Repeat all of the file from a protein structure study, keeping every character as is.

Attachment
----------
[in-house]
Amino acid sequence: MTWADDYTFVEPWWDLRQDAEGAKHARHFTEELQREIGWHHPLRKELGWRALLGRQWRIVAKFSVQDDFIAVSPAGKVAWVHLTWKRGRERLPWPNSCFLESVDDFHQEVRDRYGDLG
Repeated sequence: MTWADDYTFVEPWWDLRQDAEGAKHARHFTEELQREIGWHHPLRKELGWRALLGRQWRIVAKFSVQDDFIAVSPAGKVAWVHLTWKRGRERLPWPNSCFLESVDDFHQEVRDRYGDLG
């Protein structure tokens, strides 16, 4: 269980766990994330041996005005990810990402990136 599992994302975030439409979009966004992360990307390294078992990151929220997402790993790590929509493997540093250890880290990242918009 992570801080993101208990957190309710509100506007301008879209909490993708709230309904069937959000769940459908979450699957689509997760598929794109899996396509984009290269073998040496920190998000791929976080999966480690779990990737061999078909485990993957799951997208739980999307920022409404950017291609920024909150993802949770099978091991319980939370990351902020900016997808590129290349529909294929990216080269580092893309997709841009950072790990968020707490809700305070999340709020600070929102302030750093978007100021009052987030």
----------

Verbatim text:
[in-house]
Amino acid sequence: MTWADDYTFVEPWWDLRQDAEGAKHARHFTEELQREIGWHHPLRKELGWRALLGRQWRIVAKFSVQDDFIAVSPAGKVAWVHLTWKRGRERLPWPNSCFLESVDDFHQEVRDRYGDLG
Repeated sequence: MTWADDYTFVEPWWDLRQDAEGAKHARHFTEELQREIGWHHPLRKELGWRALLGRQWRIVAKFSVQDDFIAVSPAGKVAWVHLTWKRGRERLPWPNSCFLESVDDFHQEVRDRYGDLG
């Protein structure tokens, strides 16, 4: 269980766990994330041996005005990810990402990136 599992994302975030439409979009966004992360990307390294078992990151929220997402790993790590929509493997540093250890880290990242918009 992570801080993101208990957190309710509100506007301008879209909490993708709230309904069937959000769940459908979450699957689509997760598929794109899996396509984009290269073998040496920190998000791929976080999966480690779990990737061999078909485990993957799951997208739980999307920022409404950017291609920024909150993802949770099978091991319980939370990351902020900016997808590129290349529909294929990216080269580092893309997709841009950072790990968020707490809700305070999340709020600070929102302030750093978007100021009052987030």